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I'm trying to pass in something by address. In this case a char array but it could be anything.

void rickyHashTableAdd(rickyHashTable *table, char *key, void *value)
{
    rickyHashTableEntry entry;
    entry.key = strdup(key);    
    entry.value = value;
    table->entries[0] = entry;
}

int rickyHashTableGet(rickyHashTable *table, char *key, void *value)
{
    value = table->entries[0].value;
}

int main (void) 
{       
    void *val;
    val = "what up";
    rickyHashTableAdd(&symbolTable, "ok", val);
    void *val2;
    rickyHashTableGet(&symbolTable, "ok", val2);
    printf("result: %s\n", val2);   

}

When I check the value of 'value' inside the rickyHashTableGet function it is correct, but when I check in in main after the function has been called it's bad. It seems to not be setting to the right memory address. Why is this?

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You have to set val2 to some kind of value before you pass it to rickyHashTableGet! Also, rickyHashTableGet sets value to something and then throws it away. Did you want to return it? Or did you want to pass a pointer to it instead of passing it by value? –  David Schwartz Nov 27 '12 at 3:20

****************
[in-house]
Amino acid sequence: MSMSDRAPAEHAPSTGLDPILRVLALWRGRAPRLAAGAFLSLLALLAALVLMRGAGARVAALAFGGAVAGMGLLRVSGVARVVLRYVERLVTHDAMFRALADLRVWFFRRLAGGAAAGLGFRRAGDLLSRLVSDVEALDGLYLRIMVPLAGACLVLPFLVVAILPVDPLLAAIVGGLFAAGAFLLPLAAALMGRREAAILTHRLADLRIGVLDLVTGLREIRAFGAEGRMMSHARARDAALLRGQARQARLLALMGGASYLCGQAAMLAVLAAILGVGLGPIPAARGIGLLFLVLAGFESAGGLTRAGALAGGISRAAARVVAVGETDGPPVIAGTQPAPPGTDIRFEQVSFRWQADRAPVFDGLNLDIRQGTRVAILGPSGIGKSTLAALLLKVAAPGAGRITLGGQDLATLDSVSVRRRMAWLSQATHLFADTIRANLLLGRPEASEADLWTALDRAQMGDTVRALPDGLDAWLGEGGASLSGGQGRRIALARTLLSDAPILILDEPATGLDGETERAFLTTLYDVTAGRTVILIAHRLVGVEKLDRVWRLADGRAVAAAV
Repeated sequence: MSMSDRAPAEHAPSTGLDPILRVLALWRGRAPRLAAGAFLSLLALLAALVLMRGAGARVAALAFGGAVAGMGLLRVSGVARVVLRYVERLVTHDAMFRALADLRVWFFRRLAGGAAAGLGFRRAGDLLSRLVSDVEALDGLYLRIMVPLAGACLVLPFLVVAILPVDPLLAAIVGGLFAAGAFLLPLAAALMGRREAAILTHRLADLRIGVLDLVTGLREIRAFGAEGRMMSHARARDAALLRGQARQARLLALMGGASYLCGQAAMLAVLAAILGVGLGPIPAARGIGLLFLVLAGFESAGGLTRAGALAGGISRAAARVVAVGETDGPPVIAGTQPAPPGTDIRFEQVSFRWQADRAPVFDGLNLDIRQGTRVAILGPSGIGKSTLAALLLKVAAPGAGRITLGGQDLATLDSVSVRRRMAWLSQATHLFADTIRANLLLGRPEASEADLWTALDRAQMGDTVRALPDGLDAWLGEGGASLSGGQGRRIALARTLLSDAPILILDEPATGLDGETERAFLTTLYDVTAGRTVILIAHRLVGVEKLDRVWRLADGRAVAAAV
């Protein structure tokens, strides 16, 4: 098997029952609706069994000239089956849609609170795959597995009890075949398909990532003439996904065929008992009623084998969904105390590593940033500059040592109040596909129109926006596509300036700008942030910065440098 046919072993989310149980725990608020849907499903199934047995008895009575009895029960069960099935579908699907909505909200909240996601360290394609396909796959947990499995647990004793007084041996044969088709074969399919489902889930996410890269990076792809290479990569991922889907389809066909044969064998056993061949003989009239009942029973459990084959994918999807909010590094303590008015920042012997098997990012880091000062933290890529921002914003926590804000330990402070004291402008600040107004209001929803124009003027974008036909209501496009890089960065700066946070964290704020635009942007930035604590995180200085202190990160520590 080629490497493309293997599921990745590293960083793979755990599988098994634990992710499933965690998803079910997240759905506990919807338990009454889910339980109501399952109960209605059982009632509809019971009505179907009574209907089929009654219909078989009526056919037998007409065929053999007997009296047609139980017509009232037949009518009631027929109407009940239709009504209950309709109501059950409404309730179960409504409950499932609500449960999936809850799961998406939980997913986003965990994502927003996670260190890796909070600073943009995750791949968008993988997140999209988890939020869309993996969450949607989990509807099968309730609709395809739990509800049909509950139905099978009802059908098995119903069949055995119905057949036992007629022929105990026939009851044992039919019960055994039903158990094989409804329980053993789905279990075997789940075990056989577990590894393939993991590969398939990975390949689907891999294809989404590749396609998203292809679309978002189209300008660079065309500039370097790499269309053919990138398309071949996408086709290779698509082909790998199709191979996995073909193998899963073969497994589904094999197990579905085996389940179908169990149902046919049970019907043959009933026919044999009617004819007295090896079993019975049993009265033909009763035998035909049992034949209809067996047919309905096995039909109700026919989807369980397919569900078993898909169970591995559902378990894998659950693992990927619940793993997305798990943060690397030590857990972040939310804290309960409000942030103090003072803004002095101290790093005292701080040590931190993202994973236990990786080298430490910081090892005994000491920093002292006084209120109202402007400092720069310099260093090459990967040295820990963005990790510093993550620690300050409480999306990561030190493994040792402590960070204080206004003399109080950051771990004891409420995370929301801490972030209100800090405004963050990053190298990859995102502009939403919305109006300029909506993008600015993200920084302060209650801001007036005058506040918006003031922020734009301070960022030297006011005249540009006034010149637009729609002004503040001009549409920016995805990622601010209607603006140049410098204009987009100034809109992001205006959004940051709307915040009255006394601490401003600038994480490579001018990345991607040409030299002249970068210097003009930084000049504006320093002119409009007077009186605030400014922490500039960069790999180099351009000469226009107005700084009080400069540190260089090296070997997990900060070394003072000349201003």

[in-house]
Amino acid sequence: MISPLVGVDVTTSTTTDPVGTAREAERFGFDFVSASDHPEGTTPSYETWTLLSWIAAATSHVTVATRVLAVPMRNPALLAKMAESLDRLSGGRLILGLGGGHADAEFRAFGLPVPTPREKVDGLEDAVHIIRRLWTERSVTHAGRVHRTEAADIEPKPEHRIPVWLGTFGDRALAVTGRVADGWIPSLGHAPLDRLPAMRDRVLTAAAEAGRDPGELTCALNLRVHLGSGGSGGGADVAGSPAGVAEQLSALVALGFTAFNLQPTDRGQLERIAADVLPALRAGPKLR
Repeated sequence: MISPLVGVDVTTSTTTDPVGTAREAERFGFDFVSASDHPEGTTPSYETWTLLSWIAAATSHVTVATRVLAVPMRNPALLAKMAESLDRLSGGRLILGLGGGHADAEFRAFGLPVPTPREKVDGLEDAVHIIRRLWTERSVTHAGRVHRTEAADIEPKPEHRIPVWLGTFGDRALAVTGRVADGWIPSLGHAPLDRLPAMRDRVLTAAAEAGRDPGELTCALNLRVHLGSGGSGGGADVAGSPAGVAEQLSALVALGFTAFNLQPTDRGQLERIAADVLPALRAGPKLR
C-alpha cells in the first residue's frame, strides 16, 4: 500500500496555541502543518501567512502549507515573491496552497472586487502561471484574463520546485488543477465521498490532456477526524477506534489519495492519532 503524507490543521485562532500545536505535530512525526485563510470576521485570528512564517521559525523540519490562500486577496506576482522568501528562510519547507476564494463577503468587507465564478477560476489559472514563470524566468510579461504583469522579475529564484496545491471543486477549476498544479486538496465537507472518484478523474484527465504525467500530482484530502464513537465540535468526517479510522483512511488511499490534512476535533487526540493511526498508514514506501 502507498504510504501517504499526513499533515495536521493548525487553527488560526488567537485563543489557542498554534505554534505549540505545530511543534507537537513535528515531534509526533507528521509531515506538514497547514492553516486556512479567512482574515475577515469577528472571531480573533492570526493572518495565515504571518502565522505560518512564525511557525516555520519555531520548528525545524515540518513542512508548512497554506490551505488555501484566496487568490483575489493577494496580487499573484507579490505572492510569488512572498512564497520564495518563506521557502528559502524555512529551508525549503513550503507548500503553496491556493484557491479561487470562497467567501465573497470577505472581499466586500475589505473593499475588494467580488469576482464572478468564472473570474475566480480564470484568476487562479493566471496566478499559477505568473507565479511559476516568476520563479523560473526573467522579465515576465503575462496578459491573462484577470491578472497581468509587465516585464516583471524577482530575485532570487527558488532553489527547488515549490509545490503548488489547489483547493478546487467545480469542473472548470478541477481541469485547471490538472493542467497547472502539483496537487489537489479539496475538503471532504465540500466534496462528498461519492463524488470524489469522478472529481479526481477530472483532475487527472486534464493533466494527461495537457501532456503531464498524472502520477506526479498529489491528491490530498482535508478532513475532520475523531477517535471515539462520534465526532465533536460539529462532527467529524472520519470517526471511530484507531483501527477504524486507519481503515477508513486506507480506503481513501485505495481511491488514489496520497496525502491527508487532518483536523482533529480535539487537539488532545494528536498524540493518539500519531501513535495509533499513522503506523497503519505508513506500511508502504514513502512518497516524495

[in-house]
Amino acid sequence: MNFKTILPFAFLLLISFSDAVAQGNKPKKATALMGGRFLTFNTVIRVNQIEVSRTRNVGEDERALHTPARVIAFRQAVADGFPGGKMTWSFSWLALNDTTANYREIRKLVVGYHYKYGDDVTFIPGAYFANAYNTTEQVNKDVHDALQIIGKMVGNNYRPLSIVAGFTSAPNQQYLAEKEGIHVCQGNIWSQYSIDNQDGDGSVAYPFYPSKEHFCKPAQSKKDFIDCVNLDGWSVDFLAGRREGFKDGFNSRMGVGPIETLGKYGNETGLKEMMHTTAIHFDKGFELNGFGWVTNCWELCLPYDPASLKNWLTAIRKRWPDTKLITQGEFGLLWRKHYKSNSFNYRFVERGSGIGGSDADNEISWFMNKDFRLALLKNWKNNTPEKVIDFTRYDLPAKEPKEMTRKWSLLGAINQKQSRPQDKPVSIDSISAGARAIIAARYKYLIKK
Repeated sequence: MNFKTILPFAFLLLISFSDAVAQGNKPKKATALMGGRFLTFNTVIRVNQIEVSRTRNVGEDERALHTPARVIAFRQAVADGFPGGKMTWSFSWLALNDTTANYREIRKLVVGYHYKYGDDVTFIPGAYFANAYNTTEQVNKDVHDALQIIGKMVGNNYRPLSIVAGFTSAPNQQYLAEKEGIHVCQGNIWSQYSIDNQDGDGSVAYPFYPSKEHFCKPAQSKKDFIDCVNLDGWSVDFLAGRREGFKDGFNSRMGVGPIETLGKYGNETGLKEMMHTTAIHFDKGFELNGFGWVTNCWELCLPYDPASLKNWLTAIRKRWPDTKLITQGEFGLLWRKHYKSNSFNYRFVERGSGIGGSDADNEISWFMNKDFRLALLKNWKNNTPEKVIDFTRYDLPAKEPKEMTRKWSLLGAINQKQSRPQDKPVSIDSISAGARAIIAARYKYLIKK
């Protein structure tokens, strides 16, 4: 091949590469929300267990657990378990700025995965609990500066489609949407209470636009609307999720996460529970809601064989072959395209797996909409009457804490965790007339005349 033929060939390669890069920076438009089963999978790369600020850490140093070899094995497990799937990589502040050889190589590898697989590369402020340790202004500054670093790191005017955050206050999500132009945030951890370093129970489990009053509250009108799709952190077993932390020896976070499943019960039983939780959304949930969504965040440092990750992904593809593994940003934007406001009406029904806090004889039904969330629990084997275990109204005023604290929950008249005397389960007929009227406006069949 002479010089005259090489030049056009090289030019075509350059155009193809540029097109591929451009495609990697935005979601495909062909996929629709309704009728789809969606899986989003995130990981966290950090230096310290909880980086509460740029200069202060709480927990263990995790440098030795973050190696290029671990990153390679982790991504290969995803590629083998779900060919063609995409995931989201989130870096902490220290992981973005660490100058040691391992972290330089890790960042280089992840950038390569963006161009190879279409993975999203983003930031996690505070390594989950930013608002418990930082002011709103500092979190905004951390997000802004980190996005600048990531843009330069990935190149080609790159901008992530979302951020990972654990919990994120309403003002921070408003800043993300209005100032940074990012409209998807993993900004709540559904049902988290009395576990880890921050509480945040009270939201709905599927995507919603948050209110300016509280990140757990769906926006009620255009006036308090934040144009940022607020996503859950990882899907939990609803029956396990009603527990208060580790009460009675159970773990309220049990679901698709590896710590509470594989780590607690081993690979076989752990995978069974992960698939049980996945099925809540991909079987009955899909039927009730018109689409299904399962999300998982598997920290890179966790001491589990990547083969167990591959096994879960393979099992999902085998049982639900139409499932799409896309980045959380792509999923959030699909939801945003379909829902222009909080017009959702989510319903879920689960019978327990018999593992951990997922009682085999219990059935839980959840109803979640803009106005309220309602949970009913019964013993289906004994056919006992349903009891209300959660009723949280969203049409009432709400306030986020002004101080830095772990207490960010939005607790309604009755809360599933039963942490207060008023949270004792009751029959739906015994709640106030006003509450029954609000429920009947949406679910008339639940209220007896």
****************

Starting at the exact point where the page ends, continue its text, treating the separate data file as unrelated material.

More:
2 Answers 2

int rickyHashTableGet(rickyHashTable *table, char *key, void *value)
{
    value = table->entries[0].value;
}

This ignores the value that was passed. Sets value to something and then throws it away. This can't be right.

void *val2;
rickyHashTableGet(&symbolTable, "ok", val2);

This doesn't set val2 to anything, and thus passes a nonsense value to rickyHashTableGet. That can't be right.

You want:

int rickyHashTableGet(rickyHashTable *table, char *key, void **value)
{
    *value = table->entries[0].value;
}

That takes a pointer to a void * and makes it point to something.

And:

void *val2;
rickyHashTableGet(&symbolTable, "ok", &val2);

That passes the address of val2 to rickyHashTableGet, so it can set its value.

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In your get routine, it should be void **get as the parameter and *value = table->entries[0].value; The call would then use &val2.

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